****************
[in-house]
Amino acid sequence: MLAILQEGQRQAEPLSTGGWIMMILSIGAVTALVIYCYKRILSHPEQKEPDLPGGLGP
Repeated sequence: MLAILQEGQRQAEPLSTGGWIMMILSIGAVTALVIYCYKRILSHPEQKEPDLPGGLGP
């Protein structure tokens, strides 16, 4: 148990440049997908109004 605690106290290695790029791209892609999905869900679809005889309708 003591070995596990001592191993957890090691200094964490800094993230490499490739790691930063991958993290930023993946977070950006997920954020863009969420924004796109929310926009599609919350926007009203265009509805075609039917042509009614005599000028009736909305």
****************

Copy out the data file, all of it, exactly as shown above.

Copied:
[in-house]
Amino acid sequence: MLAILQEGQRQAEPLSTGGWIMMILSIGAVTALVIYCYKRILSHPEQKEPDLPGGLGP
Repeated sequence: MLAILQEGQRQAEPLSTGGWIMMILSIGAVTALVIYCYKRILSHPEQKEPDLPGGLGP
């Protein structure tokens, strides 16, 4: 148990440049997908109004 605690106290290695790029791209892609999905869900679809005889309708 003591070995596990001592191993957890090691200094964490800094993230490499490739790691930063991958993290930023993946977070950006997920954020863009969420924004796109929310926009599609919350926007009203265009509805075609039917042509009614005599000028009736909305």